Ruddock, who was asked, at one point, if her work entailed spying, said she used verbal consent after explaining her role and nature of study whilst conducting short interviews because crowded conditions and minimal literacy of many patients made written consent impractical (5). In extremely crowded outpatient clinics she accepted the consent of the doctor holding the clinic to observe the interactions. It is similar to the practices Varma adopted.

Ruddock adds that the unstructured conversations she had were integral to her broader ethnographic material. For me, one of the merits of Varma’s book is such unstructured learning and understanding, that she writes about. This is brought by her wide interaction with a spectrum of Kashmiri society and her lived experiences of Kashmir’s curfews, hartals or shutdowns, of dodging the concertina wire barriers and coping with the communication shutdown. Many of these experiences through the periods of turmoil as in 2009 and 2010, the aftermath of the 2014 floods, the 2016 uprising, and the 2019 siege when Article 370 was abrogated, are interwoven into the book.

I had first met Varma briefly in Srinagar in 2010 after a summer of huge unrest. This was the period marked by civil disobedience, of protests by unarmed youths who came out on the streets in defiance, that were often followed by stone-pelting. At least 110 people, mainly youths, died, and 537 civilians were injured that summer (6).

It was a time, Varma writes, when curfews and strikes disrupted flows of medicines, equipment, personnel, and professional opportunities. Hospitals, medical professionals, and ambulances were attacked and the culture of impunity, unleashed by unfettered emergency powers, had spread to medicine. Clinicians struggled, day after day, to shore up the clinic’s therapeutic boundaries against violence.

Her writings subsequently dealt with Kashmir’s public health crisis, especially with regard to mental health. Surveys showed that more than 60 per cent of Kashmiris were suffering from high levels of anxiety, nervousness, tension, extensive worrying and trauma that persist through their lifetimes (p 3). The huge numbers of people with post-traumatic stress disorder or what came to be known as the “epidemic of trauma” was, Varma observes, actually “a sign of enormous psychological and emotional suffering” (p 8). Suffering that was a direct product of colonial, social, economic and political violence.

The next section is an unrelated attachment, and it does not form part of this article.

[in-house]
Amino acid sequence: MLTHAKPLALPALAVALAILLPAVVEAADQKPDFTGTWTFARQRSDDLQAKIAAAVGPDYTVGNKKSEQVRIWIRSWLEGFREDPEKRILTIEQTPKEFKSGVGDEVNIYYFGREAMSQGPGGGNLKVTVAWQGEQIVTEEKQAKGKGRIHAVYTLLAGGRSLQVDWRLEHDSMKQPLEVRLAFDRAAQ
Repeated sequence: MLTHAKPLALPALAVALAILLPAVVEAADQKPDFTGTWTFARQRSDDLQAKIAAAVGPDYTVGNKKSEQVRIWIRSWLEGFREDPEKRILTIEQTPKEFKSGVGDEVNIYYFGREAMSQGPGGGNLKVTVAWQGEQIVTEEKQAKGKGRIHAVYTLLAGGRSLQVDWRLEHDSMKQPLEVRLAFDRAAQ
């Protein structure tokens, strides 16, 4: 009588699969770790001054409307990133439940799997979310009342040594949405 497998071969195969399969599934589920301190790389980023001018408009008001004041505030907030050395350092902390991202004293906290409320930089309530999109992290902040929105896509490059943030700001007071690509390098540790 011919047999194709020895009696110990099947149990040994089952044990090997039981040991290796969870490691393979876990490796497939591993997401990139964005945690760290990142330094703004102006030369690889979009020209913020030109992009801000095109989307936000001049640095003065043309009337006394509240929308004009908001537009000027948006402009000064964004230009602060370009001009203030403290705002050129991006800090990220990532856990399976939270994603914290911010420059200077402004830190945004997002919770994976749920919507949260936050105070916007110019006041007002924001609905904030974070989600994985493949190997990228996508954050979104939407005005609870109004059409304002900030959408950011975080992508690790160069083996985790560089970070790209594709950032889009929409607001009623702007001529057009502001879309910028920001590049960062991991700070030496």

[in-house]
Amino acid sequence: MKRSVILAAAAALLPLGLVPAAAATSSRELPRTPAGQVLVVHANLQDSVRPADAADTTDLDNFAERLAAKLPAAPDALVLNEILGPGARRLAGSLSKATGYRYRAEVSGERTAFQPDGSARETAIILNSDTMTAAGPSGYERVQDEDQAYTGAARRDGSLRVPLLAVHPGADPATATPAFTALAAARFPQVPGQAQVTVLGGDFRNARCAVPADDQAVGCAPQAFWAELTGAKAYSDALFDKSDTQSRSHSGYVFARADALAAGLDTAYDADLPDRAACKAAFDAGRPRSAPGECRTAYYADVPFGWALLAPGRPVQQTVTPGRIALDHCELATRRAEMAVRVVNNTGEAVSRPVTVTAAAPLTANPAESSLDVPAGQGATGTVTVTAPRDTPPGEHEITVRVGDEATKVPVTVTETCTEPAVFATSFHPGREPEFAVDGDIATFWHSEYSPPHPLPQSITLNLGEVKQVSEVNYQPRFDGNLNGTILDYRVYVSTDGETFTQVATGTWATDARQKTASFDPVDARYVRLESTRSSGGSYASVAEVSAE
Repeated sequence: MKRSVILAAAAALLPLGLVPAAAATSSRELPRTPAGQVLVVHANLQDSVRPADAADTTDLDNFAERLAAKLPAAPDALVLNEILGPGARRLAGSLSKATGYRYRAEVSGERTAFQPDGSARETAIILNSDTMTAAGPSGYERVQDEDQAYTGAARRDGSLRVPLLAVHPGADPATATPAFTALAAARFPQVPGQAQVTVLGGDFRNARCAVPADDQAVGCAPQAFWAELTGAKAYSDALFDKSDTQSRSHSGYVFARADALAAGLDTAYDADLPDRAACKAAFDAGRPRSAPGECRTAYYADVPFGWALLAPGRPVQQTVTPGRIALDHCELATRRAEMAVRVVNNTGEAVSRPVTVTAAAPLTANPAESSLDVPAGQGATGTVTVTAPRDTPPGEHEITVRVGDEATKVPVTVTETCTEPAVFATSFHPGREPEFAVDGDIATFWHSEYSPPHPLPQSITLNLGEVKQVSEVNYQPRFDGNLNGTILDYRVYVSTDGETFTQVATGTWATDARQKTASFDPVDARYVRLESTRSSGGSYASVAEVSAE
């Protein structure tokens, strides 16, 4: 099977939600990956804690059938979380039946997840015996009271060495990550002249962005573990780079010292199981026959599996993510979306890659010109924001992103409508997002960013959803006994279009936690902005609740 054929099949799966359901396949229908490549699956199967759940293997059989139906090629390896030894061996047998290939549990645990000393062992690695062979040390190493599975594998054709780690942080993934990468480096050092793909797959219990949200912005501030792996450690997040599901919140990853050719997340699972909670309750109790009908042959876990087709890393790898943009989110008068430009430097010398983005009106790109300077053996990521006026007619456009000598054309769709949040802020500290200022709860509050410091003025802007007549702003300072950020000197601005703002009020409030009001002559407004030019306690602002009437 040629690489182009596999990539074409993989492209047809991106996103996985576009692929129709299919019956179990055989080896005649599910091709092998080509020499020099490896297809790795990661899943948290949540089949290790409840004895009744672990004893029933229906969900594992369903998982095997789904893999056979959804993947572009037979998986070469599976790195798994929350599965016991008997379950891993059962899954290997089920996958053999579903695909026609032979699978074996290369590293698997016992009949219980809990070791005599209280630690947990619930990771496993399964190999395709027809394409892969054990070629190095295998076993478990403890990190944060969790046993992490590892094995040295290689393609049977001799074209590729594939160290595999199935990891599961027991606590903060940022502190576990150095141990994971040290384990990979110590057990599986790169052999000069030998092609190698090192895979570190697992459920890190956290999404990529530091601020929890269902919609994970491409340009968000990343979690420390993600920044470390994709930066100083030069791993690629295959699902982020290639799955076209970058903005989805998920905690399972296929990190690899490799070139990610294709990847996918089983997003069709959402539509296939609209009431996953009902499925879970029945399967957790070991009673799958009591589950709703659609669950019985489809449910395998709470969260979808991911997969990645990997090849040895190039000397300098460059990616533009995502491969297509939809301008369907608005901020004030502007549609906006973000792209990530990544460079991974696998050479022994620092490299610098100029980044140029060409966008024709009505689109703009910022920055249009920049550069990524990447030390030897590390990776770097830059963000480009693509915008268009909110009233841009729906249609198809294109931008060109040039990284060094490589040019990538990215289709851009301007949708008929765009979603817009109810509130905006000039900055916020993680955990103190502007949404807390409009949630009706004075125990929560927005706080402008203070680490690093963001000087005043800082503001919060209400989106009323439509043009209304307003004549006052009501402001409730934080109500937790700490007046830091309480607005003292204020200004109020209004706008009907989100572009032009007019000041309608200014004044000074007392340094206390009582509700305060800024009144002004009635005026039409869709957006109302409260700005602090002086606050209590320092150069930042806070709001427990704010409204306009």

Her project, she says, was primarily about medical and psychiatric expertise and was conceptualised together with colleagues in Kashmiri hospitals who sought an anthropological account of the mental health crisis. “Rather than focus on victims of state violence, I documented the fallouts of humanitarian and psychiatric care as part of the broader logic of militarism. In so doing, my effort was to hold the state–and all its agents–accountable for its psychic violence, which remains invisible or difficult to capture.”

Kashmiris, she explains in her book, do not see the distress as connected to just one specific event or to an individual body but instead located trauma both externally and internally through the use of terms like halat (situation) and mahaul (atmosphere).

Ironically, the same state and security forces that were the primary cause of trauma were also the ones who took up care interventions. Like other militaries, the Indian security forces used medical and other psychological technologies. Examples of such militarised care include substance abuse clinics run by the police, counselling and rehabilitation programmes for stone throwers, free medical and mental health camps and post-disaster relief.

Humanitarianism is also used to fulfil national goals, she explains. Subjects torn apart by state violence find themselves turning to those same institutions for redress.

Varma differentiates between this form of militaristic care and the humanitarian interventions by local and international NGOs and public health interventions which try to be neutral and apolitical. Whilst the intent of the police in employing professionals to conduct workshops and camps on mental health was to target young minds to understand “why youth are resorting to violent means of protest (ie stone pelting)”, the approach of the NGOs was to encourage Kashmiris to imagine themselves as patients and victims rather than political subjects.

With these premises, Varma’s book is constructed to attend to critical junctures ─ moments, practices and techniques ─ when medicine and militarism merge.